Quotes from the Ultimate Brexit Novel
Sometimes it feels that all conversations in the UK eventually turn to Brexit. Literary conversations are no exception.
Jonathan Coe might be the ideal chronicler of the current Brexit-obsessed moment. His previous big, ambitious, state-of-Britain novels include the scathing Thatcher-era satire What a Carve Up! and the post-millennium Number 11. Middle England comes only three years after Number 11, yet in that short period so much has changed.
The Brexit commentary in Middle England can be too on-the-nose at times. At points the characters seem to be delivering soundbites rather than dialogue. But even in these places, what they’re saying has a poignant clarity, as when one elderly man expresses nostalgia for World War II:
“Making armaments, they were, munitions, aeroplane parts. Can you imagine! Can you imagine what it was like, hundreds of people, working together like that, for the war effort? What a spirit, eh? What a country we were back then! ‘Whatever happened to all that? It was bad enough when I was working here. Every man for himself, survival of the fittest, I’m all right, Jack. That’s what was starting to take over. But now it’s even worse, it’s just . . . fancy clothes and Prosecco bars and bloody . . . packets of salad. We’ve gone soft, that’s the problem. No wonder the rest of the world’s laughing at us.’”
When another character says, “Go on, tell me how fucking privileged I am. Tell me that people like me haven’t become victims in our own country,” the sense of grievance that led to Brexit is laid clear.
And though it might feel trite now, it’s still hugely important to talk about how Brexit revealed generational and geographical divides, and fault lines of class and race. Coe expresses this well when referring to:
“the unspeakable truth: that Sophie (and everyone like her) and Helena (and everyone like her) might be living cheek-by-jowl in the same country, but they also lived in different universes, and these universes were separated by a wall, infinitely high, impermeable, a wall built out of fear and suspicion and even – perhaps – a little bit of those most English of all qualities, shame and embarrassment. Impossible to deal with any of this. The only practical thing was to ignore it (but for how long was that practical, in fact?) and to double down, for now, on the desperate, unconsoling fiction that all of this was just a minor difference of opinion, like not quite seeing eye-to-eye over a neighbour’s choice of colour scheme or the merits of a particular TV show.”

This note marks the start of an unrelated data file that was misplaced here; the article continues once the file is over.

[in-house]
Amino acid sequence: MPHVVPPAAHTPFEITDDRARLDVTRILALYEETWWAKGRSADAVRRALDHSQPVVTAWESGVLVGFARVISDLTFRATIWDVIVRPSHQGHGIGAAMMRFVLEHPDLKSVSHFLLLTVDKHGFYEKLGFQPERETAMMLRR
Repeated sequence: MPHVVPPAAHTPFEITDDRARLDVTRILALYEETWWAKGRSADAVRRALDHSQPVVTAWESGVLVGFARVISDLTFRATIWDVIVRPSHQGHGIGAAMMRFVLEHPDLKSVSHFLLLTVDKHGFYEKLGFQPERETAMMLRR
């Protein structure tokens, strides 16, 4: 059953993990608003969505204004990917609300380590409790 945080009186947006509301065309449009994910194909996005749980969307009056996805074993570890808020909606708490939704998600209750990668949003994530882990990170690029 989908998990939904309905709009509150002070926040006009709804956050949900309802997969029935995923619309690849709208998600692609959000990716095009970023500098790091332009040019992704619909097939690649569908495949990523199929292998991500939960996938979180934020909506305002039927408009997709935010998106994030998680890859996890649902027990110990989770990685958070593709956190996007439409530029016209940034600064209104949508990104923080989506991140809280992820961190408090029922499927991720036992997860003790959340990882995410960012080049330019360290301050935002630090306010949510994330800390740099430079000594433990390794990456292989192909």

It’s significant that Middle England ends not in the UK, but in France. There, the central family have gathered to find some optimism about the future. It’s only a short distance across the English Channel, but the symbolic distance matters. This leads to some bittersweet reflections about Britishness, as:
“Benjamin had always assumed that he would grow old and die at home; that he was bound to end his life by returning to the country of his childhood. But he was starting to understand, at last, that this place had only ever existed in his imagination.”
More reading related to Brexit:
“Books about Brexit, the European Union, and the UK”
“50 Must-Read Books about Modern Englishness”
“Books to Help You Deal with Brexit”